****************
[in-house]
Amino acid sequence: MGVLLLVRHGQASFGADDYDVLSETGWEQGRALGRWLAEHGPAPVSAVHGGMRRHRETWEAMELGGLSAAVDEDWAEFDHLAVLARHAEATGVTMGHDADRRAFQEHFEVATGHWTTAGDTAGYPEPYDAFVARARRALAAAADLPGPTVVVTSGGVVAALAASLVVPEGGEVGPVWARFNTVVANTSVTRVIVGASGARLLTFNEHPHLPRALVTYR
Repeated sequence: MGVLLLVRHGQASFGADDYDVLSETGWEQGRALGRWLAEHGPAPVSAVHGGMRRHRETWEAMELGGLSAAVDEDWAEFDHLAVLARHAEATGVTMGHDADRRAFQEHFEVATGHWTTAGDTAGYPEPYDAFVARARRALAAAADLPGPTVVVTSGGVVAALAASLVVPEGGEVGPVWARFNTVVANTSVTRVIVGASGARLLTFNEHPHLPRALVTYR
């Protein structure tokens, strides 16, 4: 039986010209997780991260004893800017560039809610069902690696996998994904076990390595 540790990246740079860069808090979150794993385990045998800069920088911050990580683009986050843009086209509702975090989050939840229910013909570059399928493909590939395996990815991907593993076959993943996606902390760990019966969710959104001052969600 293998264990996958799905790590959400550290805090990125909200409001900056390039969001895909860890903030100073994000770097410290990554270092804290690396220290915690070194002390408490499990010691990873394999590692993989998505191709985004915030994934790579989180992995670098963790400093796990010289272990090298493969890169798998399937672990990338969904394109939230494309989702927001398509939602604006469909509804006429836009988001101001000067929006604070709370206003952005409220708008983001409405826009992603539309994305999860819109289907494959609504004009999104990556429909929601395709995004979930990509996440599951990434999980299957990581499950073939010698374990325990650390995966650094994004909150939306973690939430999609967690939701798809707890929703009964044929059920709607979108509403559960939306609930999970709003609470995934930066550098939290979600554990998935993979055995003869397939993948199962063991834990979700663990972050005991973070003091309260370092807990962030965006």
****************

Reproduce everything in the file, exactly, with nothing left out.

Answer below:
[in-house]
Amino acid sequence: MGVLLLVRHGQASFGADDYDVLSETGWEQGRALGRWLAEHGPAPVSAVHGGMRRHRETWEAMELGGLSAAVDEDWAEFDHLAVLARHAEATGVTMGHDADRRAFQEHFEVATGHWTTAGDTAGYPEPYDAFVARARRALAAAADLPGPTVVVTSGGVVAALAASLVVPEGGEVGPVWARFNTVVANTSVTRVIVGASGARLLTFNEHPHLPRALVTYR
Repeated sequence: MGVLLLVRHGQASFGADDYDVLSETGWEQGRALGRWLAEHGPAPVSAVHGGMRRHRETWEAMELGGLSAAVDEDWAEFDHLAVLARHAEATGVTMGHDADRRAFQEHFEVATGHWTTAGDTAGYPEPYDAFVARARRALAAAADLPGPTVVVTSGGVVAALAASLVVPEGGEVGPVWARFNTVVANTSVTRVIVGASGARLLTFNEHPHLPRALVTYR
């Protein structure tokens, strides 16, 4: 039986010209997780991260004893800017560039809610069902690696996998994904076990390595 540790990246740079860069808090979150794993385990045998800069920088911050990580683009986050843009086209509702975090989050939840229910013909570059399928493909590939395996990815991907593993076959993943996606902390760990019966969710959104001052969600 293998264990996958799905790590959400550290805090990125909200409001900056390039969001895909860890903030100073994000770097410290990554270092804290690396220290915690070194002390408490499990010691990873394999590692993989998505191709985004915030994934790579989180992995670098963790400093796990010289272990090298493969890169798998399937672990990338969904394109939230494309989702927001398509939602604006469909509804006429836009988001101001000067929006604070709370206003952005409220708008983001409405826009992603539309994305999860819109289907494959609504004009999104990556429909929601395709995004979930990509996440599951990434999980299957990581499950073939010698374990325990650390995966650094994004909150939306973690939430999609967690939701798809707890929703009964044929059920709607979108509403559960939306609930999970709003609470995934930066550098939290979600554990998935993979055995003869397939993948199962063991834990979700663990972050005991973070003091309260370092807990962030965006």